Storosum and colleagues analyzed all placebo-controlled, double-blind, randomized trials of mood stabilizers for the prevention of manic/depressive episode that were part of a registration dossier submitted to the regulatory authority of the Netherlands, the Medicines Evaluation Board, between 1997 and 2003 [28]. They found four such prophylaxis trials. They compared suicide risk in patients on placebo compared with patients on active medication. Two suicides (493/100,000 person- years of exposure) and eight suicide attempts (1,969/100,000 person-years of exposure) occurred in the group given an active drug (943 patients), but no suicides and two suicide attempts (1,467/100,000 person-years of exposure) occurred in the placebo group (418 patients). Based on these absolute numbers from these four trials, I have calculated (see Figure S1 showing calculation, and see Figure 2) that active agents are most likely to be associated with a 2.22 times greater risk of suicidal acts than placebo (95% CI 0.5, 10.00).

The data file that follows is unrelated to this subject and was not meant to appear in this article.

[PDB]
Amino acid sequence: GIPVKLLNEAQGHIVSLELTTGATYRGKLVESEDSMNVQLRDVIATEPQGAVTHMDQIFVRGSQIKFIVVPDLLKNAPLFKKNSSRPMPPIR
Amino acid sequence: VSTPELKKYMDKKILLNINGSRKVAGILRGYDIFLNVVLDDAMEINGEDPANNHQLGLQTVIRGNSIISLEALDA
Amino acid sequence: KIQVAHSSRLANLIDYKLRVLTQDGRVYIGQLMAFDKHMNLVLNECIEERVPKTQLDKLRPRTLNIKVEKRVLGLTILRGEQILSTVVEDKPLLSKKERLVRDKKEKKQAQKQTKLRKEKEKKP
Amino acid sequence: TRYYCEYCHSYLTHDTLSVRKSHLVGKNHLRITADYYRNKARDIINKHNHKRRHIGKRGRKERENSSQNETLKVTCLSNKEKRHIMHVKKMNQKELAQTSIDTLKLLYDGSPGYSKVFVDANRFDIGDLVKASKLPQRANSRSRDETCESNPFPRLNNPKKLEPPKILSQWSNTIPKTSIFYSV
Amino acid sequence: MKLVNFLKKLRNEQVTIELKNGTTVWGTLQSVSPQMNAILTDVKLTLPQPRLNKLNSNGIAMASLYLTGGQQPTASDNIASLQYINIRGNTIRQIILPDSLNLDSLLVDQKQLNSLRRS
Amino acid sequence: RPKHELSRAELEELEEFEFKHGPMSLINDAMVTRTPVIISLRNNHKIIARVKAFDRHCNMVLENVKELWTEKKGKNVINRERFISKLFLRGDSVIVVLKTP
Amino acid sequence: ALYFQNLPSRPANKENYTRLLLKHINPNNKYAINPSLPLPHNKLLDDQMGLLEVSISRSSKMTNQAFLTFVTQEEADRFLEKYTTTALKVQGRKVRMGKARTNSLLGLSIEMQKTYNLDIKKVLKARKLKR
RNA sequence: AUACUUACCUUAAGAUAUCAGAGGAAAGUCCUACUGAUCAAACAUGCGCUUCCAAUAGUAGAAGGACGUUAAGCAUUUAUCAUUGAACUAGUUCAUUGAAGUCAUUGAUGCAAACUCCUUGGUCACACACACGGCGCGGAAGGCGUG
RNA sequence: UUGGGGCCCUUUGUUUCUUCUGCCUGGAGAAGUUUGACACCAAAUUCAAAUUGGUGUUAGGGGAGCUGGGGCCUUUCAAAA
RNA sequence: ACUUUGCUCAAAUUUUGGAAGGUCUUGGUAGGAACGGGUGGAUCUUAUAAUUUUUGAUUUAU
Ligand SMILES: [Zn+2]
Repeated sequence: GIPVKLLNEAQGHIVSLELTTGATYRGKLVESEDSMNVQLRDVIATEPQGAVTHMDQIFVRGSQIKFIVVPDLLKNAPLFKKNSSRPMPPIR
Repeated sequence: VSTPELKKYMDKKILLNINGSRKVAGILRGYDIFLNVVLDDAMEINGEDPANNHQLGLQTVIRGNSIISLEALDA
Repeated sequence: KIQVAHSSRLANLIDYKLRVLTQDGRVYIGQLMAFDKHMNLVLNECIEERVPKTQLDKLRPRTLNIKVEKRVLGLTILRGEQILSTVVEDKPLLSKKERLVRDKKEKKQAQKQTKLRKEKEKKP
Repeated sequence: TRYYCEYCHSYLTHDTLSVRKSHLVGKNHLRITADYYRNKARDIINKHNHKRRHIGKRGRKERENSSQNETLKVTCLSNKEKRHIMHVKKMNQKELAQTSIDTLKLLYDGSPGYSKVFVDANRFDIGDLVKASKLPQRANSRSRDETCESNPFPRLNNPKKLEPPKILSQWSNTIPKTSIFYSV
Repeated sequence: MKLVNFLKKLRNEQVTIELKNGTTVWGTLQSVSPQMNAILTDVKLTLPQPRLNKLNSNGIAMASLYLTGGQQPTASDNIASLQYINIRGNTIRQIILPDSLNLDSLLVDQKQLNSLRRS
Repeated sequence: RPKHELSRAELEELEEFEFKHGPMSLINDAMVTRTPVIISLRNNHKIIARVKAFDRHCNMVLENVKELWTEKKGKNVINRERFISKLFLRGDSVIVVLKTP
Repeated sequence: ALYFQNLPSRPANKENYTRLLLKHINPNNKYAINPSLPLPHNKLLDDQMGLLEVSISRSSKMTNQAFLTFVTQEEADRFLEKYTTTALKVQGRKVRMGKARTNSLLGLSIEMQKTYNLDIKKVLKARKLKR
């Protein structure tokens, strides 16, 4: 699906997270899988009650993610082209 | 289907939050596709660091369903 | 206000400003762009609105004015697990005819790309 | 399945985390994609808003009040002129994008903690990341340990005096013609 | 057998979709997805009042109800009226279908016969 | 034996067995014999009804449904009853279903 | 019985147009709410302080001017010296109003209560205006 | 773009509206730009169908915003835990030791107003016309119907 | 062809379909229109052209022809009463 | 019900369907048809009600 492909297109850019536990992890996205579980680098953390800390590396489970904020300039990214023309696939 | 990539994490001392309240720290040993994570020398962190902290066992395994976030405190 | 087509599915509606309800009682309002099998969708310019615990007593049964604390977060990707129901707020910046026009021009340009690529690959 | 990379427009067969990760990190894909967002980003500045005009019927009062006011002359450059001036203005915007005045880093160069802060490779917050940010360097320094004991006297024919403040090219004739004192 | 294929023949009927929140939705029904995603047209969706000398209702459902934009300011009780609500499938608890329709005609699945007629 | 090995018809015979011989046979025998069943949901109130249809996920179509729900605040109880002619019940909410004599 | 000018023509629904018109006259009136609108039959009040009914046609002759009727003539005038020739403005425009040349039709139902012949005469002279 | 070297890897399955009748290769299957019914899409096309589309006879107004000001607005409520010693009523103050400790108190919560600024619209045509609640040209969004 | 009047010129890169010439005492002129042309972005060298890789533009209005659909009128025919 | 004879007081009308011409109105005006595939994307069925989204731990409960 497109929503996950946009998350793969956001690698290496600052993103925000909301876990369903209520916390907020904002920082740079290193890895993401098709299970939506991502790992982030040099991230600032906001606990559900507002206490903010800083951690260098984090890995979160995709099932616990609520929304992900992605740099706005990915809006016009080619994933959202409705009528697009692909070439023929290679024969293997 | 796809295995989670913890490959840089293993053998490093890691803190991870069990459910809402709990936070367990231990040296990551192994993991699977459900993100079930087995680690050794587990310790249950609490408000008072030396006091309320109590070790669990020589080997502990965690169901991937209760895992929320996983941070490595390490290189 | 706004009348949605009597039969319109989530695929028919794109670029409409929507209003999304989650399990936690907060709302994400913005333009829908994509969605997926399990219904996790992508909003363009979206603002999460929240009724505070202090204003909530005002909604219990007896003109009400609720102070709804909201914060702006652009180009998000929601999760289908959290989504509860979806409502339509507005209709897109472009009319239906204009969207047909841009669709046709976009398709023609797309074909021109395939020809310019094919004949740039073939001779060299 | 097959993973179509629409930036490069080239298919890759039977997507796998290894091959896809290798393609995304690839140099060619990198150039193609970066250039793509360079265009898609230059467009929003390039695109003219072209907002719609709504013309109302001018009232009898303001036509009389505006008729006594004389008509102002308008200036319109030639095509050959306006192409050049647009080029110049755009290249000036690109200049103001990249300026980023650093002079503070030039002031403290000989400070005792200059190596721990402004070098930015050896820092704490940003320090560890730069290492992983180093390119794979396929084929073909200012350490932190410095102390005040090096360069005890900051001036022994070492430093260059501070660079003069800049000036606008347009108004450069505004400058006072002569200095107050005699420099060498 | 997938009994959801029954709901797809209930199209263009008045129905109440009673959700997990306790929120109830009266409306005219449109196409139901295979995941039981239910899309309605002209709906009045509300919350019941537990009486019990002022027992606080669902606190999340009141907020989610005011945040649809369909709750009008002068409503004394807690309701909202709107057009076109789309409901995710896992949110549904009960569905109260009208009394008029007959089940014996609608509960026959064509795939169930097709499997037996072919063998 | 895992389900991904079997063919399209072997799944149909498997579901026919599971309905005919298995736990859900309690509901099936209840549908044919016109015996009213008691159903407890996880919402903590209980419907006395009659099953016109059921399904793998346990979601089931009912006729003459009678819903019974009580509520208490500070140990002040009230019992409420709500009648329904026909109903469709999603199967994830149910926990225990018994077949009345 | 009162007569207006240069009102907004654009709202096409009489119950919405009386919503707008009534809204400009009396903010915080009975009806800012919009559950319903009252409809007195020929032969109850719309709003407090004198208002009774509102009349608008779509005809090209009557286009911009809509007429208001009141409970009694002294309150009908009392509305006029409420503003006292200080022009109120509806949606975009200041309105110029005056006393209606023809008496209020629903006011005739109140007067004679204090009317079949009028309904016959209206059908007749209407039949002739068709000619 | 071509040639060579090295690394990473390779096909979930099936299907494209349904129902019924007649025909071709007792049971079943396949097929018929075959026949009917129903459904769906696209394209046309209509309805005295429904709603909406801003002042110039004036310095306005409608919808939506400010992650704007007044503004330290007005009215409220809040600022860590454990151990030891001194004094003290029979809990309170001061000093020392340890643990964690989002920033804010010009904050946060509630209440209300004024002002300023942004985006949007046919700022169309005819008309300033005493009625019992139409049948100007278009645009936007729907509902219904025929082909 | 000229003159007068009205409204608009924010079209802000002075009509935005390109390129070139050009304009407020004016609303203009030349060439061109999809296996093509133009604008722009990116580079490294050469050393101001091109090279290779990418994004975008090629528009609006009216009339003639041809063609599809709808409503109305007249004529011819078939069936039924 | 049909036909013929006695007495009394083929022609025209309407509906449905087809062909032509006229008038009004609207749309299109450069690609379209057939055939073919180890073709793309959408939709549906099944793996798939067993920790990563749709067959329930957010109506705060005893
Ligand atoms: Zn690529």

2.22 times greater risk of suicidal acts than placebo.

    Nothing further, your honor.

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  7. Hi Maria — it is 2:33 am, I should be in bed as I teach 5th grade students in about 5 hours — I, too, lost a dear, precious son to suicide last May – and feel the same as you do. I have not read every article you’ve written, but enough to know we are on the same page.